In 1978, the federal government under President Jimmy Carter put forth timetables and goals aimed at increasing the number of women and minorities in the construction industry. The Department of Labor predicted that under the new federal guidelines, the percentage of women in the construction industry would grow exponentially, so much so that by the year 2000 a quarter of the total construction workforce would be women.
On Equal Terms: Women in Construction 30 Years & Still Organizing
| On Equal Terms:Women in Construction 30 Years & Still Organizing | by Susan Eisenberg | Adams Gallery in David J. Sargent Hall, First Floor, Suffolk University Law School, 120 Tremont Street, Boston | 9 am-7 pm daily | through March 17, 2009 | 617-305-1782 |
The estimate was so far off base, it didn't even come close to reality. According to the US Bureau of Labor Statistics, the number of women in the construction and extraction industry in 2007 averaged out to a measly 2.7 percent. In Boston, the figures are even more dismal. A recent Transportation Equity Network study found that in 2006, the percentage of women in this city's construction industry equaled just one percent.
In order to shine some light on the inequality – as well as call attention to the strong, talented tradeswomen who wire this country's buildings, lay out piping systems, and fabricate metals – the local artist and poet Susan Eisenberg, herself a pioneering tradeswoman who came into the business in 1978, has unveiled On Equal Terms: Women in Construction 30 Years & Still Organizing at the Adams Gallery at Suffolk University. The exhibit features poetry, found materials, sculpture, audio, and photography and was previously on display at the Women's Studies Research Center gallery at Brandeis University, where Eisenberg is a visiting artist scholar.
On Equal Terms highlights how unaccommodating the construction industry has been towards women, then and now. One of the pieces, a life-size bathroom shack outfitted with crude, misogynistic graffiti, calls to mind the difficulties women have had in obtaining access to better bathroom facilities on the job. But the exhibit is not without its lighter moments, from an area where gallery goers can try on hard-hats in the mirror, to a collection of T-shirts from women's trade groups across the country. We chatted with the artist by phone last week about the contradictory nature of her exhibit as well as her own experience as a trailblazer in her industry during the Seventies.
Much of the work you've done over the course of your career as a poet and artist has been to do with labor issues. Tell me about how you got on this tack.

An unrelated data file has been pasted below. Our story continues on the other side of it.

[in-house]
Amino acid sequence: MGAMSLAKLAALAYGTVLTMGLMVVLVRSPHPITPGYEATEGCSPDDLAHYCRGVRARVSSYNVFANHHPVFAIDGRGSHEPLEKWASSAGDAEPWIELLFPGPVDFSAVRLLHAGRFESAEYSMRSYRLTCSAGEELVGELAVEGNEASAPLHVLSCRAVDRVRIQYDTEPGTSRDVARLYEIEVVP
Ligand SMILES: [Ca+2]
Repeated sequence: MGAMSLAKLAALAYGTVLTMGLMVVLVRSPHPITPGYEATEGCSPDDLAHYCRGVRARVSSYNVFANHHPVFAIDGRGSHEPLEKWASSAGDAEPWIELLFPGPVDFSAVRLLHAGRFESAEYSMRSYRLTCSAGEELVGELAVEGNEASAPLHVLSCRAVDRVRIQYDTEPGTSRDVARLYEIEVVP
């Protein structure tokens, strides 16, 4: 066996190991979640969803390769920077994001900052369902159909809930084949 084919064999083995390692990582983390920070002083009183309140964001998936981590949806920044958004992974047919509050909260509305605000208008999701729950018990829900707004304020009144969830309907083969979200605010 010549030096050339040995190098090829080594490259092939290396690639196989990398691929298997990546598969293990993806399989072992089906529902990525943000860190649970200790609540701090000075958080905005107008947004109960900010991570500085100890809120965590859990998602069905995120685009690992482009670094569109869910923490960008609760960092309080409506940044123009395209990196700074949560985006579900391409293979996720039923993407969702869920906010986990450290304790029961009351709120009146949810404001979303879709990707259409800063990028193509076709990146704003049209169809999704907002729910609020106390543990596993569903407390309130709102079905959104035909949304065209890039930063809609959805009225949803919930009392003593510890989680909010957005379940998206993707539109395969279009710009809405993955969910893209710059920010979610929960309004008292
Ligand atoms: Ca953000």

I come out of the construction industry. I worked 15 years as an electrician on union job sites in this area. I came into the industry in 1978 at the beginning of affirmative action when there were high expectations that women would begin to enter the trades, and that the industry would change. That really didn't happen.
I was trained as a poet and did theater before I came into the trades. Understanding what that experience was through the arts was just something that was always part of what I did. So I had a chapbook come out when I graduated my [electrician's] apprenticeship. So that's sort of a role that I played and part of how I understood the experience for myself.
I myself can't imagine doing this kind of work. I quite like sitting in an office without risking bodily harm every day. What was it that attracted you to the trades?
Well I think some of the reasons that I first got into it were incredibly naïve. One thing is I liked the idea of working outdoors, but you know in the winter that's really not that pleasant a thing to do. So it's somewhat how it looked to me on the outside. But one thing that I really understood much better from the inside was how much intelligence and creativity and ingenuity it takes from people who are on the ground on the construction site that makes buildings go up safely and looking right. I think there are a lot mistakes in the plans of architects and engineers that are corrected on the ground. I think that's not very well understood outside the industry, but it's certainly very clear when you're working on a jobsite.
Your current exhibit is calledOn Equal Terms: Women in Construction 30 Years & Still Organizing. What inspired you to put it together?
At a certain point it became clear that there was such a discrepancy between the numbers of women in the trades and what had been expected. One had to either explain this one of two ways. Women aren't interested or capable, which was the kind of official understanding. Or you had to say there must be some obstacles here that aren't being addressed. Which to me seemed more like what made sense from the stories that tradeswomen had.